Monday, May 10, 2010

Simply Complex

According to St Thomas Aquinas (Book I, Question 3 Article 7), St Augustine is correct when he says in De Trinitate "God is truly and absolutely simple."

By this, both saints refer to God not being comprised of identifiable bits. Of course the objection arises, "Well, if God is simple, then how can Christians believe in a Holy Trinity?" St Thomas replies (Question 30, Article 1, replying to objection 4)

Number is twofold, simple or absolute, as two and three and four; and number as existing in things numbered, as two men and two horses. So, if number in God is taken absolutely or abstractedly, there is nothing to prevent whole and part from being in Him, and thus number in Him is only in our way of understanding; forasmuch as number regarded apart from things numbered exists only in the intellect. But if number be taken as it is in the things numbered, in that sense as existing in creatures, one is part of two, and two of three, as one man is part of two men, and two of three; but this does not apply to God, because the Father is of the same magnitude as the whole Trinity, as we shall show further on (42, 1 and 4).

Got that?

My point is that when we think about things, even simple things, they can get very complicated, that they present logical consequences that can affect the way we live our lives. It is a fact of life that simple things lead to complicated behaviour. One only has to look at the simplicity of the rules generating fractals (q.v. the Mandelbrot set) the BZ reaction in Chemistry, Langton's ant to see that from a comprehensible rule, the patterns which are caused merge and convolve and self-interfere (feedback) to produce some staggeringly wonderful behaviour.

However, there appears to be among many Christians a desire to be simplistic. There is a desire to purify the faith, to make Christianity more simple by removing from it any problematic parts, so that everybody can climb on board the "Kingdom train" (please don't ask) without any baggage and thus avoid any argument or discussion. Many such folk hide behind the epithet that "we don't need religion, we just need a personal relationship with Jesus."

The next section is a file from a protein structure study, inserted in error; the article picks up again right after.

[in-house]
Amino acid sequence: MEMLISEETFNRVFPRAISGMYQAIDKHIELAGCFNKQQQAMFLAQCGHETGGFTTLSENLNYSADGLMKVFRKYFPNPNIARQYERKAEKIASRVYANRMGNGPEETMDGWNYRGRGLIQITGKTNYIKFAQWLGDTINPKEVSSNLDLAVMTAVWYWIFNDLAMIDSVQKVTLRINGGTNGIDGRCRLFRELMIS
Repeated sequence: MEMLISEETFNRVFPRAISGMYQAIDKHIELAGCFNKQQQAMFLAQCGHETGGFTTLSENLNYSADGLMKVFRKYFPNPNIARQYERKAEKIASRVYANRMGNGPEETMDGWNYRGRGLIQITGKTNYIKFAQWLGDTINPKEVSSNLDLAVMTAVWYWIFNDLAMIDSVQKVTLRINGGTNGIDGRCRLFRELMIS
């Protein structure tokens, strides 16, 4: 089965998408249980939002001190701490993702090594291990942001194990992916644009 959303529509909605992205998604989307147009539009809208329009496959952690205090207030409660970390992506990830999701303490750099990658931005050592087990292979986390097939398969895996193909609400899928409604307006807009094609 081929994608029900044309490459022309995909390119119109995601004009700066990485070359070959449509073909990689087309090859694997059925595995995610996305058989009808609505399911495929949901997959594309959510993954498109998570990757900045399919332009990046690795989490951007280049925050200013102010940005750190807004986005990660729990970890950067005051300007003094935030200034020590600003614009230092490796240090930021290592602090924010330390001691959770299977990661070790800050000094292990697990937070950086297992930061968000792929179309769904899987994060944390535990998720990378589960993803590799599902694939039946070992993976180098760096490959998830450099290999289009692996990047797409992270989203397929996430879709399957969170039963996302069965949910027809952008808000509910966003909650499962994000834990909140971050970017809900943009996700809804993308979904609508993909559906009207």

All Christians have a personal relationship with Jesus. If they don't then they should certainly be cultivating one. We cultivate this relationship clearly by Baptism, repentance, and accepting His rule. However, Christianity just isn't this simple. If one tries to be simple about this, then we remove from our understanding of Christ great swathes of how He relates to us. He is our friend, so we greet Him by embracing Him. But! Hang on a minute! He is our God, so we should fall on our faces before Him. But then, He is our Defender, so we can stand with Him. And then, He is our judge, so we need to approach Him with fear and trepidation.

If we start thinking like this, then we'll never get near Him!

Yes, He is near us. Yes, we can just sit down and be open to Him, and let Him tell us how we can approach Him. This is part of our "personal relationship with Jesus".

However, the Lord presents us with a life which needs must be relational. He bids us not only to have a relationship with Him, but with other people and affirm our belief in Him with other people. Other people make the simple life incredibly complicated.

There is is this idea of free-will (or free-won't if you're a neurologist). God creates us to be free to choose (within some limited sphere of influence) and that freedom to choose presents the logical necessity of that which is Good (i.e. following God) and Evil (i.e. not following God). Yes, that now raises all kinds of Kantian arguments - more complexity. In order to choose either Good or Evil, we have to see Good and Evil, hence the necessity for a Universe in which both Good and Bad things happen - or perhaps this is all philosophical rubbish, but it's more complexity. Simple ideas breed more complexity. Christians just cannot afford to be simple minded!